The resulting vineyards are difficult to work with machines, and much of the work is still done by hand.
While over 110 grape varieties are permitted in the production of Port, really only a handful are used. White Port is mostly made from Rabigato, Verdelho, Malvasia Fina and Viosinho. Red Port usually from Touriga Franca, Tinta Roriz (Tempranillo), Tinta Barroca, Touriga Nacional, Tinta Cão and Tinta Amarela.
Port is made by interrupting the fermentation of the grape juice fairly early on by combining it with a neutral grape spirit. The spirit is often called ‘Brandy’, but it’s a far cry from any Brandy you’ll find bottled on the shelves at your local off licence.
From here, the mixture can go a number of different routes, resulting in different types of Port. Here, we’ll limit ourselves to red Ports.
Ruby Port is a young, sweet, reddish wine that’s usually aged for three years in stainless steel vats to prevent oxygen getting to it and diminishing its colour. It’s bottled to be sold ready to drink. If the producer is feeling fancy, and also lets the wine age in a wooden cask for a while, they’ll stick ‘Reserve’ or ‘Special Reserve’ on the label.
Tawny Port matures in wooden barrels exclusively before bottling. It has a brownish red colour, which is the result of the interaction of the wine with the oxygen that seeps into the cask through the wood. The best Tawnies are blends of wines that have been aged in wood for an average of ten, 20, 30 or even 40 years. This is the number you’ll see on the label.
Colheita is a Tawny Port from a single vintage and has the year of the vintage on the bottle. Colheita is aged for a minimum of seven years and for as long as 20, sometimes even longer.
Late Bottled Vintage Port (LBV) is Port that was left in the barrel longer than Vintage Port before being bottled and therefore exposed to more oxygen. As a result, while bottled later, it is ready for consumption much earlier than Vintage Port, which only spends a couple of years in barrels before being bottled.
LBV is an accidental invention claimed by several Port houses. It comes in two styles: filtered (recognisable by the bottle being sealed with a stopper) and unfiltered (a traditional cork). Filtered LBV is ready to drink right out of the bottle and won’t really benefit from cellaring. Unfiltered LBV can benefit from a few years in storage and needs to be decanted.
Garrafeira is a rare style of Port made by storing the wine in wooden vats for between three and six years, followed by at least eight in special bottles called demijohns. In effect, this style combines the oxidative maturation process you get from storing wine in barrels with the reductive maturation you get by storing it in a vessel that oxygen can’t penetrate.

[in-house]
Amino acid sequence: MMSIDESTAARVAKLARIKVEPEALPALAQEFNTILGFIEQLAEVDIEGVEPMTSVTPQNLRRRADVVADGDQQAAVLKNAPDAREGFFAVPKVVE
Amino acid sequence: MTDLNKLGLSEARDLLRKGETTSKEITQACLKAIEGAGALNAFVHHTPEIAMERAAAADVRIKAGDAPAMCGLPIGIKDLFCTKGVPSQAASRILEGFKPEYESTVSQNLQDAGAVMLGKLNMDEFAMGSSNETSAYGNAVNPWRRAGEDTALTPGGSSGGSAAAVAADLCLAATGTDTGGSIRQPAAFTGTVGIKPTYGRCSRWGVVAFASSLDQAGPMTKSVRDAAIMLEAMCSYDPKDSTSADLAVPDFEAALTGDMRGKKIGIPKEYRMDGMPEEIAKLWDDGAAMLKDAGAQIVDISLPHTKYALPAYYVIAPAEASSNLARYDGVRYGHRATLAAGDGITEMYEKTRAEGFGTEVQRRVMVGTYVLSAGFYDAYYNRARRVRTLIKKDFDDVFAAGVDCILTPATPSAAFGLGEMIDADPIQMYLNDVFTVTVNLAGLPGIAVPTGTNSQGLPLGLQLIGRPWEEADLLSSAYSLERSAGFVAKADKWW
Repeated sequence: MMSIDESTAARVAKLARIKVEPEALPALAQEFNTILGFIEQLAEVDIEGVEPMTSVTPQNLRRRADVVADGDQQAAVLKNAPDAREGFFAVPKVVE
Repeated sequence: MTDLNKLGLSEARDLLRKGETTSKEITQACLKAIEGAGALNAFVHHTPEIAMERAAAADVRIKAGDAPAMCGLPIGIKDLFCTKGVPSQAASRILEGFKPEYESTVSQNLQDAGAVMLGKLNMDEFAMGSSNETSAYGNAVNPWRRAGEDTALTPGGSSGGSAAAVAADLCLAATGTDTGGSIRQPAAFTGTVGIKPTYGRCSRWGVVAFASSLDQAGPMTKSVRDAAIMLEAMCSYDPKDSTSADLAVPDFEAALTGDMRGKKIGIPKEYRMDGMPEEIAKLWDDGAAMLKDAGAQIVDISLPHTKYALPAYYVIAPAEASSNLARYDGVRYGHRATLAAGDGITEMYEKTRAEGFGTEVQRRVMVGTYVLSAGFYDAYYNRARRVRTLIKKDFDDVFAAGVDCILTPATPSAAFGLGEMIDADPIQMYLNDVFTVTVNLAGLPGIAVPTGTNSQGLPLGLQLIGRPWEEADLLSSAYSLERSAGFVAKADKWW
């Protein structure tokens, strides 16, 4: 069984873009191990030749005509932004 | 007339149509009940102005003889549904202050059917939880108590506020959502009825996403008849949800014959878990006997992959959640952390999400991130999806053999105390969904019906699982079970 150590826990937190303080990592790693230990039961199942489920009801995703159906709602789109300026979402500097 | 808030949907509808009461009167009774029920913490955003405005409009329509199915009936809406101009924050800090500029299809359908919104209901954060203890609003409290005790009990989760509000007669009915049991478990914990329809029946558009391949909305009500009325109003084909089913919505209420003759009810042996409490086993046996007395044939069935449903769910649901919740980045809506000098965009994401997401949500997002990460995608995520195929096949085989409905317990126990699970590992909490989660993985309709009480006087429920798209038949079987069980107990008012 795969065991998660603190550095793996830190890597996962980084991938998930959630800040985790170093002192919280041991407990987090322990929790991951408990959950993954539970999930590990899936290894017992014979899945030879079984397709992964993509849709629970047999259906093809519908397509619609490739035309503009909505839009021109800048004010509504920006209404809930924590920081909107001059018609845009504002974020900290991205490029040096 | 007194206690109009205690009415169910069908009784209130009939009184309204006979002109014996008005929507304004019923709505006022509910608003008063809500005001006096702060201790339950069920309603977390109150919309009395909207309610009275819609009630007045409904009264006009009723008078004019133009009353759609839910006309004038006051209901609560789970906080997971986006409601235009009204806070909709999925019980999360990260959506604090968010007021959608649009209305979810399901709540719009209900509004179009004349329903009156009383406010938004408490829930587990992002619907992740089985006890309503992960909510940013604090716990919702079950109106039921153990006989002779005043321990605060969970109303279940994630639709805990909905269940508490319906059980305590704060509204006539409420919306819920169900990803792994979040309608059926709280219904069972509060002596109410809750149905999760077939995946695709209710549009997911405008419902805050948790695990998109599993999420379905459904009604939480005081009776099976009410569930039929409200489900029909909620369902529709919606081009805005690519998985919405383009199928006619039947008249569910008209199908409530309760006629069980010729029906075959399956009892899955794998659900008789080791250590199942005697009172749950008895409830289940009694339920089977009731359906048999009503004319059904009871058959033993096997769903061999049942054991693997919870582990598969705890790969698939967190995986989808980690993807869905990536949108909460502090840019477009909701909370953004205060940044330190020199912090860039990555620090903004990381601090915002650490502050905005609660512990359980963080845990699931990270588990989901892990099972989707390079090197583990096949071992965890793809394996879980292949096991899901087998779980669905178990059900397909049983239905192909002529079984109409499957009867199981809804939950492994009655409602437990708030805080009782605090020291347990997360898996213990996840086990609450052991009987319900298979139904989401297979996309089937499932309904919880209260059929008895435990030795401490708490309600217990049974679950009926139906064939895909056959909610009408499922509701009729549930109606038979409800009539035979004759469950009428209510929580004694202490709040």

Vintage Port is the flagship Port. It’s only made in exceptional years, though in most years one Port house or another declares a vintage. 2016 was the last time nearly all the houses declared a vintage. The year of the vintage is put on the bottle label.
Vintage Port is allowed to mature for wooden or steel barrels for no longer than two and a half years before being bottled. As a result, it is less mature when it goes into bottles than other types of Port and, starved of oxygen, needs much, much longer to reach its full potential, sometimes as long as 40 years. This results in a luscious, smooth wine. Really good Vintage Ports will remain drinkable for decades after release.
A couple more you might come across:
Single Quinta Vintage Port is Vintage Port that is sourced from a single estate. A Port house can declare a vintage year for a single estate and produce a ‘Vintage Port’ in years when the quality of the wine from its other estates or vineyards isn’t up to Vintage standard.
And, finally, Crusted Port, which is a blend of wines from multiple years that have been matured in barrels for at least four years. It gets its name from the thick layer of sediment that forms on the inside of the bottle. Decanting is vital.
Port for the curious
Maybe now you’re thinking you’d like to buy some Port? You won’t be shocked to learn that we have a pretty fine selection, ranging from white Port right through to Vintage Port. Have a peek at the selection below.